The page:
Sleep, which occupies more than one-third of our lives, has been relegated to a quiet corner of mystery, like a far-off celestial planet that shines bright but appears too far off to really ponder or try to fully understand.
There is a constant world struggle between the energy HAVES and the HAVE-NOTS. Between the unstable Middle East oil nations, and most of the rest of the world. Between Russia--and its Eastern and Western European neighbors, between the HAVES of Central and South American and the Asian HAVE NOTS.
This is my fourth year attending the Los Angeles Film Festival, produced by Film Independent and hosted by L.A. Live Regal Cinemas in downtown Los Angeles.
I have to recognize, I knew almost nothing about the tragedy that happened almost 30 years ago in Chernobyl, Ukraine. The nuclear power plant accident was catastrophic, and its effects on the population were beyond human comprehension.
Urbex and photographer Iain Bolton offer us a haunting glimpse into the town of Pripyat, the nuclear city established in February of 1970 to support a nearby power plant you might have heard of... It was called Chernobyl.
While the history of support and opposition to nuclear power has been largely defined by the series of accidents that have brought safety into question, nuclear energy's role in preventing air pollution and greenhouse gas emissions has also been important in decision-making around nuclear development.
Given the intense focus on Iran's intentions, it is logical that arms control issues dominate discussions about nuclear power in the Middle East. But receiving far too little attention are questions about nuclear safety. The lessons of Chernobyl and Fukushima must be kept in mind regardless of how new nuclear capabilities are employed.
This town would have been special in any country; let alone Ukraine where most villages are thankful if they have 24-hour running water. Now before me was nothing but ruble and the ever-present sound of crunching glass shattering as we traipsed through the vacant city center.
Some people can't just let things drop. They just can't let them go. In some cases passion and commitment to a higher cause keeps them hanging on. Such is the case with National Geographic photographer Gerd Ludwig.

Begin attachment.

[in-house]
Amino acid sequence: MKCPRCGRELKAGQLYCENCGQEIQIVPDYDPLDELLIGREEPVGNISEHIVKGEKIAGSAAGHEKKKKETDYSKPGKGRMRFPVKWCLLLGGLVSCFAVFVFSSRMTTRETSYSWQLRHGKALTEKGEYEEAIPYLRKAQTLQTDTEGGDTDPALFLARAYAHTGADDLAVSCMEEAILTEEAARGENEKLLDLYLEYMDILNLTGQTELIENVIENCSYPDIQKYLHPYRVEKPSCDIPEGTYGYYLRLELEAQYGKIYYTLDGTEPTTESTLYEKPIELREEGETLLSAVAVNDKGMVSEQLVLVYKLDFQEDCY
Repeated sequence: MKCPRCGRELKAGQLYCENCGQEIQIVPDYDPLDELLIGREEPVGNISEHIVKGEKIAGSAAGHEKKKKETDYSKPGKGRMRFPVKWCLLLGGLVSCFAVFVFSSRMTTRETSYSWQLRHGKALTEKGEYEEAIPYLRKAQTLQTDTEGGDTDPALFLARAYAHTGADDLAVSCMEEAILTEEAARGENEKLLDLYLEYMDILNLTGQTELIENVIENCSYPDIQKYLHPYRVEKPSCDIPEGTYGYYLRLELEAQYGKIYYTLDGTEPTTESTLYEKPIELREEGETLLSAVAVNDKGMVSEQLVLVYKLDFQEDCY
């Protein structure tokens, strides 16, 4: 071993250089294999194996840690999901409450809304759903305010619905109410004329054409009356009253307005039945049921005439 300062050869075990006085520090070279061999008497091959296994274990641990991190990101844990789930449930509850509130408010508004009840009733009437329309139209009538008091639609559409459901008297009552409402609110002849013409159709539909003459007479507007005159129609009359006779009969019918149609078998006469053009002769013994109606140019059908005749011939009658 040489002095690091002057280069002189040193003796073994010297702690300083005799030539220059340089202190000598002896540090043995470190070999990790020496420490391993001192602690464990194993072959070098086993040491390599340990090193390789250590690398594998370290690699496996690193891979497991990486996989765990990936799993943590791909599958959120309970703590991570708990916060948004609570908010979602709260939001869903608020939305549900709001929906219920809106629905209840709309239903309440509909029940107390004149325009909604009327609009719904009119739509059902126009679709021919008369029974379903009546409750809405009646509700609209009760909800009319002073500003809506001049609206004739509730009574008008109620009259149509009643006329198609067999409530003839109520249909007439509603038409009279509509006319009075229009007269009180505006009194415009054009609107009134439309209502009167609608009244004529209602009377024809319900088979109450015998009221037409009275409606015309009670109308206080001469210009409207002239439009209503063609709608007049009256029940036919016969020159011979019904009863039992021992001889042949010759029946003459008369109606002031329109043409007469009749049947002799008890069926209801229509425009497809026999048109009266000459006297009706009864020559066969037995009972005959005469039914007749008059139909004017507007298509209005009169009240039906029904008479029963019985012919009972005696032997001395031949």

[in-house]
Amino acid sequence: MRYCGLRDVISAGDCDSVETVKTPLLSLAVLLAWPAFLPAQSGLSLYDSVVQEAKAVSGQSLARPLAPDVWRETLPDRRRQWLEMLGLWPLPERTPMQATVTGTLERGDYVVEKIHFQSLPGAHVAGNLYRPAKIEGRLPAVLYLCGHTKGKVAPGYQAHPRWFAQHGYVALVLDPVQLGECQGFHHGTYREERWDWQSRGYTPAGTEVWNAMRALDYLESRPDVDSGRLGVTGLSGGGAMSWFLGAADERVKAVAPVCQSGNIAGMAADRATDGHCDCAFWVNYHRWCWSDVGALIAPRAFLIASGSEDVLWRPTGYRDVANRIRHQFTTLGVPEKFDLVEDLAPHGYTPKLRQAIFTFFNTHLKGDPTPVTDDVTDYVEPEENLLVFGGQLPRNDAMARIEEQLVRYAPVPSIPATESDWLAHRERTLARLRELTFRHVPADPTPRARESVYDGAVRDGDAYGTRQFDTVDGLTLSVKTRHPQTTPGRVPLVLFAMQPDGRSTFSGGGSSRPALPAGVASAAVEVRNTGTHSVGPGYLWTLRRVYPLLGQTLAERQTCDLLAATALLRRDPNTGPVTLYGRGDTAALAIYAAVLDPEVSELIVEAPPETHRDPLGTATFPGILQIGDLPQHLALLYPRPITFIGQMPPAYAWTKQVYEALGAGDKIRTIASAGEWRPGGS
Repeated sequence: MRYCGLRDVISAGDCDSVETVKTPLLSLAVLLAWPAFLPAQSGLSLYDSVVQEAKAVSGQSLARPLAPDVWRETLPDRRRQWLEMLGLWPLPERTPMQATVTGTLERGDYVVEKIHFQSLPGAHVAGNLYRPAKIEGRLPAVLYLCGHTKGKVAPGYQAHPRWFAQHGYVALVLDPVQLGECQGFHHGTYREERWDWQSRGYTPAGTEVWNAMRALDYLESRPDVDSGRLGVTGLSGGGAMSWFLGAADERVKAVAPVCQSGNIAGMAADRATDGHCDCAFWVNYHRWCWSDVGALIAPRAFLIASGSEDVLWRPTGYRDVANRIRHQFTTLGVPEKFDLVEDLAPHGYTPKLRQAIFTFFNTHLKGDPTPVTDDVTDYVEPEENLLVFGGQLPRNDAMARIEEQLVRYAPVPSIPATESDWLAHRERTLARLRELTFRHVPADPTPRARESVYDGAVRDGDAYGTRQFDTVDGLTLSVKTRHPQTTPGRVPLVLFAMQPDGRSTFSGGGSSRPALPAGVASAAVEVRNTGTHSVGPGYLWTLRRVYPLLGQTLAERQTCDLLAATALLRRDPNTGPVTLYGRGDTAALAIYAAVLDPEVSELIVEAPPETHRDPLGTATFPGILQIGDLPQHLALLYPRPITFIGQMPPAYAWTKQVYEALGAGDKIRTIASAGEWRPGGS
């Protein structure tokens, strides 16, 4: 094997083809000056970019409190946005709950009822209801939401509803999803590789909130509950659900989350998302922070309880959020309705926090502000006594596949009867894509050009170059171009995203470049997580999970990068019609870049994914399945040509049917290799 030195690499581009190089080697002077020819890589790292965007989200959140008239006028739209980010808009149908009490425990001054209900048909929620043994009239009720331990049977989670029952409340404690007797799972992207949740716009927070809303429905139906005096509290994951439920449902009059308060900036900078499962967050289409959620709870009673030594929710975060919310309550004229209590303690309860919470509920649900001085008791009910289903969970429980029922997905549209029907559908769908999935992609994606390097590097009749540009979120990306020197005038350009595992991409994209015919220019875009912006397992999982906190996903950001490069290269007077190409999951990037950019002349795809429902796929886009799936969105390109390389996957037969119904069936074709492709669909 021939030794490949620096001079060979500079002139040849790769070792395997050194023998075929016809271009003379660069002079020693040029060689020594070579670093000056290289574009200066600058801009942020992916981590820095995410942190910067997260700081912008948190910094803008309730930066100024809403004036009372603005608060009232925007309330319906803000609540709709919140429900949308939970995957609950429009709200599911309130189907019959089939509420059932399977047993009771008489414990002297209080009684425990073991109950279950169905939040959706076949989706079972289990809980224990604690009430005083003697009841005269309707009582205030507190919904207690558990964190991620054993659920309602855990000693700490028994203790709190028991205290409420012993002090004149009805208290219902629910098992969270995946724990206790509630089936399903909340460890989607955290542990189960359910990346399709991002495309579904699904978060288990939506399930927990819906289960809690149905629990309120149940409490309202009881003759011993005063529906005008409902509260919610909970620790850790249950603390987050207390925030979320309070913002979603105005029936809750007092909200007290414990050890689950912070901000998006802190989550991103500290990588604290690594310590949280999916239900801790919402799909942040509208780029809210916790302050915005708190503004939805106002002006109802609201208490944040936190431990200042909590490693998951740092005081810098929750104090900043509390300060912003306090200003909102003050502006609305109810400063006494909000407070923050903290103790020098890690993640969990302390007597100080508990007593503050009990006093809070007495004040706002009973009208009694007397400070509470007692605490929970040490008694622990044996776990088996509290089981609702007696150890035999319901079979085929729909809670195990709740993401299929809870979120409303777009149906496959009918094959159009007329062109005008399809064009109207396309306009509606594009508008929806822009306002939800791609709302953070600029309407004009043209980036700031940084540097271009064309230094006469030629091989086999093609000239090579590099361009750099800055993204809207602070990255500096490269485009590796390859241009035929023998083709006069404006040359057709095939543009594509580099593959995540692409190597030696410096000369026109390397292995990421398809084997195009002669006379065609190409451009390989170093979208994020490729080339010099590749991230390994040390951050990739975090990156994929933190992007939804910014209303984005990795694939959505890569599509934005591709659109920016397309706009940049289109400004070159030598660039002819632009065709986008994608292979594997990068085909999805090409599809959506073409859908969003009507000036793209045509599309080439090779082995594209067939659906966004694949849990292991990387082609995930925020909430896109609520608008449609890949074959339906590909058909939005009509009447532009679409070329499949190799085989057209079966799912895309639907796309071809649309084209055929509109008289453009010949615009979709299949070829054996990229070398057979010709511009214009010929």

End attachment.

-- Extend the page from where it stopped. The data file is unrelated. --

The Palais de Tokyo was never conceived as a restful museum. Its curators aim to tempt, to tantalize and very often to torment us with the brilliant sights and dark sorrows that accompany us into the night and bring us encouragement toward new days.
Fluoride causes cancer. Childhood vaccines cause autism. Climate change is a hoax. Where do all these patent mistruths come from?
I found myself squirming as I watched the Olympic opening ceremonies, physically uncomfortable as the camera panned the enormous new stadium. It seemed unnervingly ambitious for contractors who had also produced the likes of a bathroom with two toilets in a single stall.
No, I haven't been everywhere, and some places I don't go to because I'm a conscientious objector (Zimbabwe, anyone?) but I can still dream. And plan. Because dictators, xenophobia and being broke wont last forever!
If your habitual response to the unknown is fear, you will probably not have a lot of fun raising children. On the bright side, the regimen of parenting is an excellent way to overcome it.
Recent disclosures of tons of radioactive water from the damaged Fukushima reactors spilling into the ocean are just the latest evidence of the continuing incompetence of the Japanese utility, TEPCO.
Does elevated, uncontrolled radiation gush--as from an artery--out of Japan's maimed Fukushima Daiichi nuclear plant and into the Pacific Ocean?